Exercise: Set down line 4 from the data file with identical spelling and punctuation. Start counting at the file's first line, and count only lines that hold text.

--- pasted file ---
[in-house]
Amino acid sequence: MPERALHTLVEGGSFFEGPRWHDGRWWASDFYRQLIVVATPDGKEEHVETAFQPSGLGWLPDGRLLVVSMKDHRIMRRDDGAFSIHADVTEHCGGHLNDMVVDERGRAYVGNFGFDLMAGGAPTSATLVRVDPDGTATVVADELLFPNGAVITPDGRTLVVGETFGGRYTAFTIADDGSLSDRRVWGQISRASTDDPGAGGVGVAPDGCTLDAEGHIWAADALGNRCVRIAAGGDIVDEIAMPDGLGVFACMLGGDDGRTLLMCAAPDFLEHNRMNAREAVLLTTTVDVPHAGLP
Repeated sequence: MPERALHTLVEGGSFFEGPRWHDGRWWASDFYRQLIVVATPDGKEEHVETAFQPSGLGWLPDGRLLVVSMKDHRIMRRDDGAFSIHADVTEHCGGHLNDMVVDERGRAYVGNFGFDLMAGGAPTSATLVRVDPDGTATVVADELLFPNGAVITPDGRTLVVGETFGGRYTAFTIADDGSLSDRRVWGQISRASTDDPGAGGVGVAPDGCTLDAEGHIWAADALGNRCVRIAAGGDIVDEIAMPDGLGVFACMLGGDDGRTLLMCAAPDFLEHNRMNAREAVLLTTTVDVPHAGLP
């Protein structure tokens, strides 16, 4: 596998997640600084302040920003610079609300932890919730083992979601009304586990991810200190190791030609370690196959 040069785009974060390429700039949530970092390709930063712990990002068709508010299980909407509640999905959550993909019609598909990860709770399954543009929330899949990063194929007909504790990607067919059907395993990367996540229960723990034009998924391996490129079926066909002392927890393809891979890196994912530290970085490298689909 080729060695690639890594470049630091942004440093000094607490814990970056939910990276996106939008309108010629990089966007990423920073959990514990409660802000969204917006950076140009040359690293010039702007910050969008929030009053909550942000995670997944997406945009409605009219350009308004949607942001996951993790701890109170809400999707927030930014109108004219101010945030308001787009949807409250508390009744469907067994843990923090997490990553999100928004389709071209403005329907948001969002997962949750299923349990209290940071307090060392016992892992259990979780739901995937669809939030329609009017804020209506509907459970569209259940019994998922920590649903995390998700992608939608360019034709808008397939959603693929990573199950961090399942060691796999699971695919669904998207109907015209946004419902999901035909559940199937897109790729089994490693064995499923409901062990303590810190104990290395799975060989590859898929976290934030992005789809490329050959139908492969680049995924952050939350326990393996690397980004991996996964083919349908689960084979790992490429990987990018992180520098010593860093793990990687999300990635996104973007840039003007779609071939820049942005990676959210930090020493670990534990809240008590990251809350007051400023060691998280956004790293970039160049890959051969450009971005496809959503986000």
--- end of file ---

């Protein structure tokens, strides 16, 4: 596998997640600084302040920003610079609300932890919730083992979601009304586990991810200190190791030609370690196959 040069785009974060390429700039949530970092390709930063712990990002068709508010299980909407509640999905959550993909019609598909990860709770399954543009929330899949990063194929007909504790990607067919059907395993990367996540229960723990034009998924391996490129079926066909002392927890393809891979890196994912530290970085490298689909 080729060695690639890594470049630091942004440093000094607490814990970056939910990276996106939008309108010629990089966007990423920073959990514990409660802000969204917006950076140009040359690293010039702007910050969008929030009053909550942000995670997944997406945009409605009219350009308004949607942001996951993790701890109170809400999707927030930014109108004219101010945030308001787009949807409250508390009744469907067994843990923090997490990553999100928004389709071209403005329907948001969002997962949750299923349990209290940071307090060392016992892992259990979780739901995937669809939030329609009017804020209506509907459970569209259940019994998922920590649903995390998700992608939608360019034709808008397939959603693929990573199950961090399942060691796999699971695919669904998207109907015209946004419902999901035909559940199937897109790729089994490693064995499923409901062990303590810190104990290395799975060989590859898929976290934030992005789809490329050959139908492969680049995924952050939350326990393996690397980004991996996964083919349908689960084979790992490429990987990018992180520098010593860093793990990687999300990635996104973007840039003007779609071939820049942005990676959210930090020493670990534990809240008590990251809350007051400023060691998280956004790293970039160049890959051969450009971005496809959503986000």